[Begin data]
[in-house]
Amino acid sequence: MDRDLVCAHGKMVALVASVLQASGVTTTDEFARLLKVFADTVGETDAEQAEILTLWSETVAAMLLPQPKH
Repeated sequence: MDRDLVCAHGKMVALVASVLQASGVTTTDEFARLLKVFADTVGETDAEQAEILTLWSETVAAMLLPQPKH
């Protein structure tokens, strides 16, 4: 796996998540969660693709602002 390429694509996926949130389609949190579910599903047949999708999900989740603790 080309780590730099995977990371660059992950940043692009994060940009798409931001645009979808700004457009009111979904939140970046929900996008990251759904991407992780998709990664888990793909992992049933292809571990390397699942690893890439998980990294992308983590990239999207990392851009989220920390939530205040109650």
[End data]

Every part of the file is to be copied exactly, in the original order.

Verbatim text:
[in-house]
Amino acid sequence: MDRDLVCAHGKMVALVASVLQASGVTTTDEFARLLKVFADTVGETDAEQAEILTLWSETVAAMLLPQPKH
Repeated sequence: MDRDLVCAHGKMVALVASVLQASGVTTTDEFARLLKVFADTVGETDAEQAEILTLWSETVAAMLLPQPKH
């Protein structure tokens, strides 16, 4: 796996998540969660693709602002 390429694509996926949130389609949190579910599903047949999708999900989740603790 080309780590730099995977990371660059992950940043692009994060940009798409931001645009979808700004457009009111979904939140970046929900996008990251759904991407992780998709990664888990793909992992049933292809571990390397699942690893890439998980990294992308983590990239999207990392851009989220920390939530205040109650």